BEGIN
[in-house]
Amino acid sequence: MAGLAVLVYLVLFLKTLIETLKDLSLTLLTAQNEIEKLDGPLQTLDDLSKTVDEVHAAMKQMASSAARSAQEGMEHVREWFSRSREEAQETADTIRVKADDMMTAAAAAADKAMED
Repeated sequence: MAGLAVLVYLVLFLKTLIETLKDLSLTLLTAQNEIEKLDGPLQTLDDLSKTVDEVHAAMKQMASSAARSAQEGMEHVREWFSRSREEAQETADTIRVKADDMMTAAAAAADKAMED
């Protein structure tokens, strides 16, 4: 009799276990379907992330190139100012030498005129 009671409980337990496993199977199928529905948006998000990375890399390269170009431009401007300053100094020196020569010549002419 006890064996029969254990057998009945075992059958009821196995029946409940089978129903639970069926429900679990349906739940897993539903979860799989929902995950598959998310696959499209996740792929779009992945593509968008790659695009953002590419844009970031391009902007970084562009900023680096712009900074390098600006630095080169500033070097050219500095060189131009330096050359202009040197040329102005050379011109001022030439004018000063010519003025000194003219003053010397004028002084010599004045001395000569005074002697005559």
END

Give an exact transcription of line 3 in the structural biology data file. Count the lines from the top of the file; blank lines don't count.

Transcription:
Repeated sequence: MAGLAVLVYLVLFLKTLIETLKDLSLTLLTAQNEIEKLDGPLQTLDDLSKTVDEVHAAMKQMASSAARSAQEGMEHVREWFSRSREEAQETADTIRVKADDMMTAAAAAADKAMED